Friday 18th November 2022

Our day started at 20N 20W with warm sunshine and a slight chop. With 322 miles to go shearwaters are skimming the surface of the ocean as we get nearer to landfall on Sao Vicente.

The Portuguese discovered and colonised the islands and at their first settlement of Ribeira Grande were granted the monopoly of the slave trade as a hub on the Triangular Trade Route.

White settlers came into contact with the enslaved African people on the islands thus making the next generation of these new people, the Creoles. Their genes, customs and traditions of the two continents produced a nation of colourful vitality which was eventually transported to the Caribbean.

The Cape Verde Islands were, in today’s terms, the equivalent of a motorway service station where refuelling, feeding and care of the ship could take place. This was not dissimilar to the caravanserai on the Silk Routes where camel trains were fed and watered and goods traded and restocked. The navigators continued with this idea and today our ship is likely to do the same.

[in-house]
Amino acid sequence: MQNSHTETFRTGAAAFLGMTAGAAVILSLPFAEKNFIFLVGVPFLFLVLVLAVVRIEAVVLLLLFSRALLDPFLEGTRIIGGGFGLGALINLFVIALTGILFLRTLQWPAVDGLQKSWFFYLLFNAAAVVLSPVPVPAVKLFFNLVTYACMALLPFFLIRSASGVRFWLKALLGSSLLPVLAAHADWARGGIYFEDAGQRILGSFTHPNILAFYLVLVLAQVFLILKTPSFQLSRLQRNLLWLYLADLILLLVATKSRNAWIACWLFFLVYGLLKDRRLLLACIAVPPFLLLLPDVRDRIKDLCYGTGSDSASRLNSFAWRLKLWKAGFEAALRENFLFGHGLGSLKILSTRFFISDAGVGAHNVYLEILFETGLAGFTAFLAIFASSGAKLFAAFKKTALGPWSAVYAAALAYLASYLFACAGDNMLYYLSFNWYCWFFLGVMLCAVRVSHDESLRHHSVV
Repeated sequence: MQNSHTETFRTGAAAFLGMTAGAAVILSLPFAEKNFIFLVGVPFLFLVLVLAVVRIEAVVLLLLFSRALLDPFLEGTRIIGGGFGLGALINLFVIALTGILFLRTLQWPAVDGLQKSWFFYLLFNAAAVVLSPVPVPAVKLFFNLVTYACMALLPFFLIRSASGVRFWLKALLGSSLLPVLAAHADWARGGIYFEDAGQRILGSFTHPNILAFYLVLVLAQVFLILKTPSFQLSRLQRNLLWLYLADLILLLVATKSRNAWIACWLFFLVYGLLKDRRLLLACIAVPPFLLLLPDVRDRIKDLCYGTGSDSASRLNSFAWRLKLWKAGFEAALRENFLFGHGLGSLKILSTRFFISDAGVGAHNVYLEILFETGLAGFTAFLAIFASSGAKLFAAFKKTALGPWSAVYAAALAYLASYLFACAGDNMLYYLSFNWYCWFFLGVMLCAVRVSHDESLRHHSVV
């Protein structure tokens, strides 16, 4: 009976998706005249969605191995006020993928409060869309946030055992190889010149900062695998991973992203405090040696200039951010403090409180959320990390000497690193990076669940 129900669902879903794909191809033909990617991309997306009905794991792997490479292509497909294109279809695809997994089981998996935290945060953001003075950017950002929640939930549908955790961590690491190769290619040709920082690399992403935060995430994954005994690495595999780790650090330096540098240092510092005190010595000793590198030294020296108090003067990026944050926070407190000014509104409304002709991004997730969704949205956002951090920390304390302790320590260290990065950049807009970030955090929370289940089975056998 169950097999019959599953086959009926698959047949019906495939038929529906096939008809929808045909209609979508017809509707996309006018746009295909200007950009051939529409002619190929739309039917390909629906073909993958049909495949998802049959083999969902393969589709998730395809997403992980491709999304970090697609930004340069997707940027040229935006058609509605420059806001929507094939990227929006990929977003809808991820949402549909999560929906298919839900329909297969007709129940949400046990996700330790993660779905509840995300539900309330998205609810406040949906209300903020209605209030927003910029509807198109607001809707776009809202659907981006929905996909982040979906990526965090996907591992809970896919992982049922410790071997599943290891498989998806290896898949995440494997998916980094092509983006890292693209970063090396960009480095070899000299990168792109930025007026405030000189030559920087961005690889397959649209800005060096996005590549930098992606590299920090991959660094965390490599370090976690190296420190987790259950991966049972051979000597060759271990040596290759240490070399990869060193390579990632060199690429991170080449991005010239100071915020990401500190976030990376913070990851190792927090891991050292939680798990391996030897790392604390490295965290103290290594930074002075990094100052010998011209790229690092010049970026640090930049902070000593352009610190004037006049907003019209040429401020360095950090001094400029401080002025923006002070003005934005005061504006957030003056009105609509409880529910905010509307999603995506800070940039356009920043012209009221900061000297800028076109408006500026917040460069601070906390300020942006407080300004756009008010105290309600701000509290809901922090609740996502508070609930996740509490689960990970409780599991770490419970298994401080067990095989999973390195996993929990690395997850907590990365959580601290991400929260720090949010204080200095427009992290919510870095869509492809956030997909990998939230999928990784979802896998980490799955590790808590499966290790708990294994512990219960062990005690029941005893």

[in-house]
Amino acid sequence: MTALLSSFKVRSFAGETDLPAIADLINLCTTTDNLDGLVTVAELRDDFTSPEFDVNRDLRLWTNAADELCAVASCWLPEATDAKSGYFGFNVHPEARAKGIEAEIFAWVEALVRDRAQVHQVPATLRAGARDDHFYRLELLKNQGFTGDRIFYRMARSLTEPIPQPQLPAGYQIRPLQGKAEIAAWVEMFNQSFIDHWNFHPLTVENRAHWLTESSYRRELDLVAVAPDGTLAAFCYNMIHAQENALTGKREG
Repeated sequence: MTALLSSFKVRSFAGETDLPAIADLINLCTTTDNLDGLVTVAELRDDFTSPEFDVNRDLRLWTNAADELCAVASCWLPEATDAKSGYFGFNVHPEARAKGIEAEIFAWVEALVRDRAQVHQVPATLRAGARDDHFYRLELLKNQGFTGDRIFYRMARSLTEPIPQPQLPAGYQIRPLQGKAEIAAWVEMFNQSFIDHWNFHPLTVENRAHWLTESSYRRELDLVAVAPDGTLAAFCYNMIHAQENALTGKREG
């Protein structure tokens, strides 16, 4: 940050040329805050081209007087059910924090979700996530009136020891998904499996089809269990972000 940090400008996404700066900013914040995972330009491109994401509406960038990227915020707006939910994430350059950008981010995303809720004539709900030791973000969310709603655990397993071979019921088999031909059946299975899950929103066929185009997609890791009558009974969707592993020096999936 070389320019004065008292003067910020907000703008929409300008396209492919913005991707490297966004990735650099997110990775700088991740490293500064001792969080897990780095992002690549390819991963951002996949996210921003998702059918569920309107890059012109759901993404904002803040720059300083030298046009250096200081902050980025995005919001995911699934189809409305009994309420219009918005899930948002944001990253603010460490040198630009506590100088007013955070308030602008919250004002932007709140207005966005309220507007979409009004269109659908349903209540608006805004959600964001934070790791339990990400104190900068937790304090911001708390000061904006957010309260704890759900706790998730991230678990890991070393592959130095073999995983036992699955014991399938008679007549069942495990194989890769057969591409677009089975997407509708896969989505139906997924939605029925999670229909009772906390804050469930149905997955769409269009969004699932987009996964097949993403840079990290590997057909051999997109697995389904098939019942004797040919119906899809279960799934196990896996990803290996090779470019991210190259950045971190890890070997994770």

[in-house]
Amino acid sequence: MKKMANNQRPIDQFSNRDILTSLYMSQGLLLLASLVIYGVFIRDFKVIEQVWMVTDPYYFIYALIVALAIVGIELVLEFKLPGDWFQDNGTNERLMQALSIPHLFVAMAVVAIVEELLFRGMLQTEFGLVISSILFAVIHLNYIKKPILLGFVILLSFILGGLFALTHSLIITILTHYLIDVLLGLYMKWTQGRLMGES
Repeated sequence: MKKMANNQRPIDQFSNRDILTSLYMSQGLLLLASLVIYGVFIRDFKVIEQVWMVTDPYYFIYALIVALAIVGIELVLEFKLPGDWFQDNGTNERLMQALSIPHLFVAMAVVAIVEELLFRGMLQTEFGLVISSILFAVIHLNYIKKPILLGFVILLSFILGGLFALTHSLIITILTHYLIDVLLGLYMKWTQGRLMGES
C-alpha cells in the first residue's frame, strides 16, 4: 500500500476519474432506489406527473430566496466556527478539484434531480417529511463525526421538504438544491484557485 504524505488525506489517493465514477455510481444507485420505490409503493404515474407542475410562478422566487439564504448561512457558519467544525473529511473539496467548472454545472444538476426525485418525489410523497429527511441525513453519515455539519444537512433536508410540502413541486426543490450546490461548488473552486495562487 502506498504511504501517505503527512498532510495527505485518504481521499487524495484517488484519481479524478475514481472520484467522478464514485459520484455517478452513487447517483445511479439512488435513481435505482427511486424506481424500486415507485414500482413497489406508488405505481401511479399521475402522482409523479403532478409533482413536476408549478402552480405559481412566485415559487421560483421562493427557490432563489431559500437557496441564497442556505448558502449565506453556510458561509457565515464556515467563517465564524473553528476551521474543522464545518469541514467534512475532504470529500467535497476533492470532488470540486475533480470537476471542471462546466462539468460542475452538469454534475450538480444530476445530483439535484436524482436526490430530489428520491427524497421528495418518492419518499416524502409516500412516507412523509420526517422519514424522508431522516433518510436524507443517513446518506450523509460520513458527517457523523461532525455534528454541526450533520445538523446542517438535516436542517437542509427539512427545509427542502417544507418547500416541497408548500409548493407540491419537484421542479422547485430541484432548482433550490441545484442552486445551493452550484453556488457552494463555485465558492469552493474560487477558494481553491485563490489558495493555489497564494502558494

At the daily 12 noon Captain’s update we were informed that because of a bottleneck in shipping in Dakar, Senegal, our visit is cancelled but we will have an extra day on another island of the Cape Verde group. At noon the northeast Trade Winds were on our stern and pushing us forward with now 275 miles to go.

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